Ah, St. Patrick’s Day. The time of year for lists revolving around Guinness, that most ubiquitous of Irish-American beverages, surpassed only by green-dyed Bud Light.
Honestly, though, it’s tough to make it through St. Patrick’s Day in the U.S. without being bombarded by Guinness Stout marketing copy. The beer is an undeniable classic and worldwide icon, but is it the most flavorful stout on the shelf?
American craft brewers have created fabulous stouts on a wide scale, and many of them are more engaging beers than the more common Guinness. Each one of these brews is available in multiple states (some nationwide) and shouldn’t be too hard to seek out. There are no imperials, no coffee stouts, no chocolate stouts, no barrel-aged offerings and no masquerading porters on this list—just American stouts, plain and simple. Yes, you should stock up for St. Patrick’s Day, but don’t limit yourself to drinking these stouts only while wearing shamrocks and top hats. These stouts transcend St. Patrick’s Day.
This is what a dry stout is meant to taste like. An excellent standard bearer for the style, it’s awash in great roasted flavors. It’s predominantly dry as the style would suggest, but there’s substance and style there, with loads of coffee and dark chocolate flavors. This is a style of beer meant to be enjoyed in quantity, knocking back pint upon pint in some neighborhood watering hole in the company of good friends.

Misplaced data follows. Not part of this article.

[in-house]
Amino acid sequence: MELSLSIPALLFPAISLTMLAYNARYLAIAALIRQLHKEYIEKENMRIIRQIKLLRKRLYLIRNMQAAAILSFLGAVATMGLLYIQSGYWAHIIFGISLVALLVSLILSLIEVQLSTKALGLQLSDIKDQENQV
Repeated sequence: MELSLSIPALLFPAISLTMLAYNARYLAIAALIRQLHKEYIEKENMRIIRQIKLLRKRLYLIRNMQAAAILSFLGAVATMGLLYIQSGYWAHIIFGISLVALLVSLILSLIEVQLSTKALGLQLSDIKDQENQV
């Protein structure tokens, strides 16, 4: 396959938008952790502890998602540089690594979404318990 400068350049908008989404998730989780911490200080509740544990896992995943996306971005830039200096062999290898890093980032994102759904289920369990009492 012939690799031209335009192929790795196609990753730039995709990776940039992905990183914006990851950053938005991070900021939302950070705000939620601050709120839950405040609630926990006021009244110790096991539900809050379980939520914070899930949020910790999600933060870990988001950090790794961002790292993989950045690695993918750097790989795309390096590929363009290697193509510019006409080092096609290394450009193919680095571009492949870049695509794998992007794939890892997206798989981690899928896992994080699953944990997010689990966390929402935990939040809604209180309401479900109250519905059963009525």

At 6.4% ABV, this is starting to push the range of “regular” stout, but in reality it actually tastes even bigger than the ABV would suggest. Rich and filled with caramel and roast flavors, it also evokes espresso and a ghost of dark fruitiness and alcohol. Fairly high bitterness and roast character make this one slightly less sessionable, but it makes for a great one-and-done. Absurdly affordable for the quality, I recently saw it for $7.99 per six-pack at a package store 2,000 miles away from the city in Oregon where it was brewed. Consider the logistics involved in that trip and tell me we’re not living in the golden age of craft beer.
This is an incredibly smooth, luxurious stout. A healthy amount of flaked oats give it a creamy texture that enhances its sweetness and cocoa characteristics, to the point where it evokes fudge from your favorite neighborhood candy shop. A clear example of a beer that can fight well above its weight class, its rich flavors and full body make it seem quite a bit bigger than its 5.5% ABV.
“American-style stout,” like most American versions of beers coming out of the traditional British or Irish ale traditions, is typically a term that means “bigger and hoppier.” That is after all what American craft brewers are famous for doing, and this stout fits that descriptor pretty well. Sure, it’s got plenty of great roast character, but there’s also a nice hit of bitterness and herbal, citrusy hops that follow it up. That depth helps make this great “food beer,” able to complement any array of flavors.